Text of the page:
Equal Rules for Taxing E-Books, E-Newspapers, and Their Printed Equivalents. Current VAT rules allow Member States to tax "hard copy" printed publications, such as books and newspapers, at reduced or zero rates. Those rules exclude e-publications, meaning that these electronic products must be taxed at the standard VAT rate. Under the Proposal, Member States will have the possibility to align the rates on e-publications to those that are applied to their printed equivalents.

Jones Day's First Impressions from an EU and U.S. Perspective

Initiatives to reduce the administrative burdens and cost to companies can only be encouraged, especially as they should render the EU an attractive place for doing online business. However, the Commission's Proposal to no longer exempt from VAT certain imported goods—those costing less than €22 and purchased online from non-EU businesses—will, of course, add a greater burden and costs to foreign-based e-commerce suppliers. Although creating a level playing field is a laudable goal, will this proposed measure, in practice, negatively impact the B2C e-commerce between third-country online businesses and consumers in EU Member States?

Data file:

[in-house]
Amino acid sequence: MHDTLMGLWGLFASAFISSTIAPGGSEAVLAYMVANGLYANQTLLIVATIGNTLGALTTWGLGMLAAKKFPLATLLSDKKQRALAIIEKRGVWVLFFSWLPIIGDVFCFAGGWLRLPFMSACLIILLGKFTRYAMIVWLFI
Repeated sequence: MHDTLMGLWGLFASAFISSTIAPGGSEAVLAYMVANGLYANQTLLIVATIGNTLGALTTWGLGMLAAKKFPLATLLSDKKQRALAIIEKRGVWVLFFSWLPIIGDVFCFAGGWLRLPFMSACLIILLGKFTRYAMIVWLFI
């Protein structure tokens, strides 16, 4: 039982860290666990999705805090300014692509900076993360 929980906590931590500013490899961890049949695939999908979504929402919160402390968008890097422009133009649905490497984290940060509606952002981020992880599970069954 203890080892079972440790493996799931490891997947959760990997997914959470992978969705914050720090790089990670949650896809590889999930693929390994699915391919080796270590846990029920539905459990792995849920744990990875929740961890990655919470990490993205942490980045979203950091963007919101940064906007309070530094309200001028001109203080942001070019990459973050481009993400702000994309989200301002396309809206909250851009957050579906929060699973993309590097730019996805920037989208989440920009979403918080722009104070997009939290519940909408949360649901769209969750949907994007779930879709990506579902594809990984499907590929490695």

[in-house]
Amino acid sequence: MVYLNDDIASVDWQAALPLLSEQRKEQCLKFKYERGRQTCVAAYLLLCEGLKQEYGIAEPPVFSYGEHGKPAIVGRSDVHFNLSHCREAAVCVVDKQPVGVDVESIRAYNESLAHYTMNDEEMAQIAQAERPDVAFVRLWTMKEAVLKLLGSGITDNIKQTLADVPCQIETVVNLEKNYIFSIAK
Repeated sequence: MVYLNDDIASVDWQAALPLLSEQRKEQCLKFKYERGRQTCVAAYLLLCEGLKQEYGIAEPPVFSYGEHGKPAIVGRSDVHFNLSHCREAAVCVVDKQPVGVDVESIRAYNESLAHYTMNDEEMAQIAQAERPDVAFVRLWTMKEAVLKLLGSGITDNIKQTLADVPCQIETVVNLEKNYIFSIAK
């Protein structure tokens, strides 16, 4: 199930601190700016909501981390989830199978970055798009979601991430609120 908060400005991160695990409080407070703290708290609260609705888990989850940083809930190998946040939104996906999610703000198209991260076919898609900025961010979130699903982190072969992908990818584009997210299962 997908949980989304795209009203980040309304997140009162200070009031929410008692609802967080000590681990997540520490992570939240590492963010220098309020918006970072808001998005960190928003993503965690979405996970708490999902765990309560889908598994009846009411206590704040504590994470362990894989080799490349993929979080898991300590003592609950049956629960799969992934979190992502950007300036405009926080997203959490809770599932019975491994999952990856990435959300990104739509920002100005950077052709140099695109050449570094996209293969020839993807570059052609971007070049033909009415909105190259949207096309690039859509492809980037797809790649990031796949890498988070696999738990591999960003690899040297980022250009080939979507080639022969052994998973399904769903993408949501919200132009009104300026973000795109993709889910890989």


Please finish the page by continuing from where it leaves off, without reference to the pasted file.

For example, we assume there will be a slight increase in the prices of certain imported goods. In addition, if a product is available in both markets, EU consumers may be inclined to turn to EU businesses for their online purchases, especially as the delivery time and cost of certain products from outside the EU might prove significant, and those products may be subject to customs and excise duties.

Thus, what is good news for EU vendors and customers may mean not so good news for online businesses in third countries such as the United States. According to the Commission, this effect should be counterbalanced by consumer certainty that the price paid online will not be topped up by extra charges on delivery due to VAT being assessed without notice upon import.